The field applications of modern robots are limited because they are largely unable to cope with damage and injuries. But a new robot called Starfish could change all that – it is programmed to learn about itself and adapt to new situations, with no pre-built contingency plans.
I am walking strangely. About a week ago, I pulled something to my left ankle, which now hurts during the part of each step just before the foot leaves the ground. As a result, my other muscles are compensating for this to minimise the pain and my gait has shifted to something subtly different from the norm.
In similar ways, all animal brains can cope with injuries by computing new, often qualitatively different, movements to compensate. Because this isn’t a conscious process, we often take it for granted. But by looking at how difficult it is to program a robot to do the same thing, we can get a sense of how hard it actually is.
Robots have been used for years to perform structured, repetitive tasks. As engineering has advanced, their movements have become more and more stable and life-like.
But they still have severe limitations, not the least of which is inflexibility in the face of injury or changes to its body shape. To put it simply, if a robot’s leg falls off, it becomes as useful as so much scrap metal.
So for robots, adaptiveness is a desirable virtue. Modern bots can independently develop complex behaviours without any previous programming but this requires trial and error and lots of time.
Josh Bongard and colleagues at Cornell University , New York, have solved this problem by developing a robot (see right; image from Science magazine) that continuously assesses its body structure and develops new ways of moving if anything changes.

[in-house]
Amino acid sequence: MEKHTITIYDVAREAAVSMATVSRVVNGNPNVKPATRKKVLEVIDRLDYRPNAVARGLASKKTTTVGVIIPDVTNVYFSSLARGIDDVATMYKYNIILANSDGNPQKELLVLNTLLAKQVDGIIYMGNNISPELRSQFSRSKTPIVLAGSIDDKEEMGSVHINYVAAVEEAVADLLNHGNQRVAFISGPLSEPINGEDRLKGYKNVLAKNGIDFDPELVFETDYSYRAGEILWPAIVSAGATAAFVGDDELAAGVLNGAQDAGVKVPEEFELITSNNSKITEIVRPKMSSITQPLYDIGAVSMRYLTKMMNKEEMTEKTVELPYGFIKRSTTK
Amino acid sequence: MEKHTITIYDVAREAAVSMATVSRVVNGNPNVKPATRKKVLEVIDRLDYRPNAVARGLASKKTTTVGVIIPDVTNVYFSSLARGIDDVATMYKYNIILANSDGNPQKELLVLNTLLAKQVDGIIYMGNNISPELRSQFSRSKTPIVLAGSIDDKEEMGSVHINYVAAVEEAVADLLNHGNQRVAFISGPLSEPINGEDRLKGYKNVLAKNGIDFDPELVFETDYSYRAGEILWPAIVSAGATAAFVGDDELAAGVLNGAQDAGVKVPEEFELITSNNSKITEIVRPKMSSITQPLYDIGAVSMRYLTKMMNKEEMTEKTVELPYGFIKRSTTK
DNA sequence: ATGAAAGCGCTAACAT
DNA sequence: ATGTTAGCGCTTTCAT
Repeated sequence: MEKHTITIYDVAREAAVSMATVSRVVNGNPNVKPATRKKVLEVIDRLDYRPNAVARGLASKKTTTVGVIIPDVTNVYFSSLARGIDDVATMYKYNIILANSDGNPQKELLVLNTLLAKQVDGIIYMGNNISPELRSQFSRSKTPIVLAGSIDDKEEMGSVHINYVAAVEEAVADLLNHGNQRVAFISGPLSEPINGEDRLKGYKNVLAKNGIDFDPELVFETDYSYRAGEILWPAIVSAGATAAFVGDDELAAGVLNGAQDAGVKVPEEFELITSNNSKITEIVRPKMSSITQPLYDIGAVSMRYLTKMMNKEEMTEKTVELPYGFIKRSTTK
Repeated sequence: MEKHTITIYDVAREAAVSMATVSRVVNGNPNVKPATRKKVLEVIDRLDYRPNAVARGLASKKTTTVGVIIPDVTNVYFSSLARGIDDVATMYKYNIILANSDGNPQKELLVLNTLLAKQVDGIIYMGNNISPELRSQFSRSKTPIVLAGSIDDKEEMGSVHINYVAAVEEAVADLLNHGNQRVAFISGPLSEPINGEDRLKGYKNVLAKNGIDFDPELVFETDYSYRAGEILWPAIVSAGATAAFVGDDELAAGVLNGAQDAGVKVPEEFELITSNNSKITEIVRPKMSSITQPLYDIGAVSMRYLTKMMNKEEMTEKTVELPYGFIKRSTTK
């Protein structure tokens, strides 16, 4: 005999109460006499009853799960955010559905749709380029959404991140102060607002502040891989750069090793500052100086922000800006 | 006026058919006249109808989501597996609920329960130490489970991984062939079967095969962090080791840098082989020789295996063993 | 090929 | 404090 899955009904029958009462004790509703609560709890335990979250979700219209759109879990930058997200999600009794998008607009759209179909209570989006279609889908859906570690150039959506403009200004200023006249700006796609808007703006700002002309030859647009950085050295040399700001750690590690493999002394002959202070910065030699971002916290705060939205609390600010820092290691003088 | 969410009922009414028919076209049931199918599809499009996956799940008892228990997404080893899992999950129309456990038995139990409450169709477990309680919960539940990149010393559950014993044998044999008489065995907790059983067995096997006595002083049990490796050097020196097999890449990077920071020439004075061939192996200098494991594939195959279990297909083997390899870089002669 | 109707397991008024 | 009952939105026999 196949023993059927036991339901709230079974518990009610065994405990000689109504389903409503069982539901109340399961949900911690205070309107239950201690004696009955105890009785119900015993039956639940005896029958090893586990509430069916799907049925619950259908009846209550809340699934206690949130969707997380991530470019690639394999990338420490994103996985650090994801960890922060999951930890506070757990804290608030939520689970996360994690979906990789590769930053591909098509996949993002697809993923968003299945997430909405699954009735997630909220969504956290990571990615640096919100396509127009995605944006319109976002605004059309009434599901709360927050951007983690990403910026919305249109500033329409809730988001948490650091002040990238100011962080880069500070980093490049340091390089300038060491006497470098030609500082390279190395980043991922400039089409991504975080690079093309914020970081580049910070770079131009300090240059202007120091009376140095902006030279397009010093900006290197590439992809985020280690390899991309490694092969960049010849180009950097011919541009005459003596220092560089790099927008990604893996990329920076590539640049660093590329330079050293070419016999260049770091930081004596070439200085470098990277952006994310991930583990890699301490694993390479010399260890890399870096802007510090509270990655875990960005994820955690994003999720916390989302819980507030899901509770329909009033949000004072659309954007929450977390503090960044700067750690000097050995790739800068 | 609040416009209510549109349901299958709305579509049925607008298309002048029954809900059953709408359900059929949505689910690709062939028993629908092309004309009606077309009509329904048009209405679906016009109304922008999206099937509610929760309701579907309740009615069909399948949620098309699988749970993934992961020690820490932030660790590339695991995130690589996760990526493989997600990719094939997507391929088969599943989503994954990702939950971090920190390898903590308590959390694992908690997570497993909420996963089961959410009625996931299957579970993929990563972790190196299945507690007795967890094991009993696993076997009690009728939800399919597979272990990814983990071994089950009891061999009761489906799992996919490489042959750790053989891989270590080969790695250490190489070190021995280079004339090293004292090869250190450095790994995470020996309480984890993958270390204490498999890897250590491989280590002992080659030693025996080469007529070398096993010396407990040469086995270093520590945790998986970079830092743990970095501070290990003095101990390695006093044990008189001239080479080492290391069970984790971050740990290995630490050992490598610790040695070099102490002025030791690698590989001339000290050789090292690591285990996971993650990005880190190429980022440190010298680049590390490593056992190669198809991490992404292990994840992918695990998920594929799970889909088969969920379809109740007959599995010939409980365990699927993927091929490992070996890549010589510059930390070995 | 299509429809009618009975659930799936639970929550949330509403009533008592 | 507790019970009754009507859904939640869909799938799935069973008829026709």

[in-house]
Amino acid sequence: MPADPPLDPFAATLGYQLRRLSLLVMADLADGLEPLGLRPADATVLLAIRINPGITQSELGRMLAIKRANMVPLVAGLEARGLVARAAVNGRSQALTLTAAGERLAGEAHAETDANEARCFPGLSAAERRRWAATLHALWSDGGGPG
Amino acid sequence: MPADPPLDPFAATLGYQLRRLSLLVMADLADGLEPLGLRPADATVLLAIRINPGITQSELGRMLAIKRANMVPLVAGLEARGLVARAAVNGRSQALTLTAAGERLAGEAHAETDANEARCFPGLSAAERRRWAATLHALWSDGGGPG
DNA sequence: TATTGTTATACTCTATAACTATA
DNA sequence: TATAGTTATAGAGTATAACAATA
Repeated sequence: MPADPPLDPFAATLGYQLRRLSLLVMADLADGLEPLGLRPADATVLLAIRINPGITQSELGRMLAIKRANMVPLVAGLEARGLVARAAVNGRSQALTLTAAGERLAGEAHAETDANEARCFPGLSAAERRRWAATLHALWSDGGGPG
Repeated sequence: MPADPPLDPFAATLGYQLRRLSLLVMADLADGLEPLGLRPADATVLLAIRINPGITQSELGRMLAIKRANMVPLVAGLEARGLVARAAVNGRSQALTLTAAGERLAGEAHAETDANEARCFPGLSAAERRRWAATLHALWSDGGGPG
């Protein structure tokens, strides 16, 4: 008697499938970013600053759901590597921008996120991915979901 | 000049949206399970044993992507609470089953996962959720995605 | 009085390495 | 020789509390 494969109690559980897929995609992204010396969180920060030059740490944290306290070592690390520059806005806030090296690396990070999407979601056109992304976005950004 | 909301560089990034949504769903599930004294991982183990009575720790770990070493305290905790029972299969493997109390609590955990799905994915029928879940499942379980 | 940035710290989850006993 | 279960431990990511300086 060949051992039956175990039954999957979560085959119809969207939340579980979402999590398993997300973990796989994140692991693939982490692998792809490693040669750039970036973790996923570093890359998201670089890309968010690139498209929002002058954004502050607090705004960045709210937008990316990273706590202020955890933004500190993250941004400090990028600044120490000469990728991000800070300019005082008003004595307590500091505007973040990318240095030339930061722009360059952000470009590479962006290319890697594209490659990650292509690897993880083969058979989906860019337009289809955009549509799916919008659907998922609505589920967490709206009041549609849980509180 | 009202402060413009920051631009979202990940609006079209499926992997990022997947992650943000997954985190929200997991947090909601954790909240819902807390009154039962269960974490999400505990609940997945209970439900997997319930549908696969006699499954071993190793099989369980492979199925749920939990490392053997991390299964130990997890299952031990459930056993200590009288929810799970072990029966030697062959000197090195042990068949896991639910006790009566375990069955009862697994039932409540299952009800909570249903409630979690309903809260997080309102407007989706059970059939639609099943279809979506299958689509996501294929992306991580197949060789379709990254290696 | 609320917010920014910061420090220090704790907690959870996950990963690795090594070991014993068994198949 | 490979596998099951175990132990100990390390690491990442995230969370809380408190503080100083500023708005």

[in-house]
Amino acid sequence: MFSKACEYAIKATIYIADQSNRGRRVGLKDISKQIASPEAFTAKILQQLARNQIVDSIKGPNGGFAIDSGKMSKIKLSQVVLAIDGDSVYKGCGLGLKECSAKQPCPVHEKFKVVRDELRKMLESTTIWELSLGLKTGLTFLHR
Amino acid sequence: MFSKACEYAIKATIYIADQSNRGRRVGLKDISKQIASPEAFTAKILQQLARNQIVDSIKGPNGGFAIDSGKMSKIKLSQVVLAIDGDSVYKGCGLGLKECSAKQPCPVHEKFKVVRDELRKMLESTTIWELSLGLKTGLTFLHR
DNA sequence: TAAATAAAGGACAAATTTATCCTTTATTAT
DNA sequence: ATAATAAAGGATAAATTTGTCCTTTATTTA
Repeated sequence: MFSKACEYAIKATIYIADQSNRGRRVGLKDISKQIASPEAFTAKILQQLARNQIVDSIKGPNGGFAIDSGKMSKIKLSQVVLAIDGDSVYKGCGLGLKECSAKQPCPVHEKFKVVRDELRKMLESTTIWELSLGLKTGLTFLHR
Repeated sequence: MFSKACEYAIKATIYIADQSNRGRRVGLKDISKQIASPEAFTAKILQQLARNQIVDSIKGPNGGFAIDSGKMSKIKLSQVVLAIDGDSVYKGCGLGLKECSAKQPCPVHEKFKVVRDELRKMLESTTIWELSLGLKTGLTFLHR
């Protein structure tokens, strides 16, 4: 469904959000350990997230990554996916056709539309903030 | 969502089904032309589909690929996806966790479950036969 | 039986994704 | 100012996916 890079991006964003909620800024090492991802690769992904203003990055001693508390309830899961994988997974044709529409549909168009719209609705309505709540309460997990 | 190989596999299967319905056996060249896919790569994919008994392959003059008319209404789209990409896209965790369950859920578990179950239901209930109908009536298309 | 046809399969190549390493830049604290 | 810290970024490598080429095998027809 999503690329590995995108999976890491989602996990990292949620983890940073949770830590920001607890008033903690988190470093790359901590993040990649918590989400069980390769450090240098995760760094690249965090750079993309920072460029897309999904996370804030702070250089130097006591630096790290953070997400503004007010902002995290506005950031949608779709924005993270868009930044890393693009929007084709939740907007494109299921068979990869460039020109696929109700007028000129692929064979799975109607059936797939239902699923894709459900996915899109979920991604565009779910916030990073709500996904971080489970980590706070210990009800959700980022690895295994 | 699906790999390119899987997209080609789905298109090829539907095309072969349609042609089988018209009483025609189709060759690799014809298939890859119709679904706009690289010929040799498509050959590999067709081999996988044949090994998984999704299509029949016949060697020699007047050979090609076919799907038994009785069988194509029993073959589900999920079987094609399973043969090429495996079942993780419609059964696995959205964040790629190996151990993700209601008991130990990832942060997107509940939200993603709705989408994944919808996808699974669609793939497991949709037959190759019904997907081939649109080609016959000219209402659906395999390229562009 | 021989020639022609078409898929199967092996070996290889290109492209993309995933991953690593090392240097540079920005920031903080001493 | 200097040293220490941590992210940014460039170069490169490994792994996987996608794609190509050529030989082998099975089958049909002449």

It differs from other models in that it has no built in redundancy plans, no strategies for dealing with anticipated problems. It’s simply programmed to examine itself and adapt accordingly.
The concept of a robot that can adapt to new situations is often the precursor to nightmare scenarios in many a science-fiction film. So it is fortunate that Bongard’s robot isn’t armed or threatening, but instead looks more like a four-armed starfish.
Each arm has two joints, and sensors that record the angle of these joints, and the tilt of the arms.
At first, Starfish performs some experiments. Humans have an instinctive understanding of how our body parts connect with each other, but this sense, called kinaesthesia, must be programmed into robots. Bongard’s robot doesn’t need that – it can work out its structure on its own.
It does this by performing random actions and using an array of sensors to see what these do to its body. It then creates several ‘self-models’ – representations of how its body is joined together – in the same way that a forensic scientist pieces together how a crime occurred based on the evidence.
Starfish then compares the models and performs actions designed to distinguish between them. After several rounds of this, the robot has a fairly accurate idea of how it’s built, what sorts of things it can do, and which parts it needs to move to do them. If it’s given an instruction, such as ‘move forward’, it can plan the best way of doing that.
However, the robot detects something funny that goes against its self-model, it initiates the whole process again. If it’s leg falls off, it notices, re-creates its picture of itself, and plans new behaviours to cope with its new situation.
These abilities will be instrumental in the future of robotics. Robots will become exponentially more useful if they can respond to new environments, or cope with the bodily changes that happen when they grasp a tool or suffer damage.
They can be deployed to unstable disaster sites to help with recovery, or to the depths of space for exploration. They may even give us an insight into how the human brain develops self-awareness and adapts to new situations.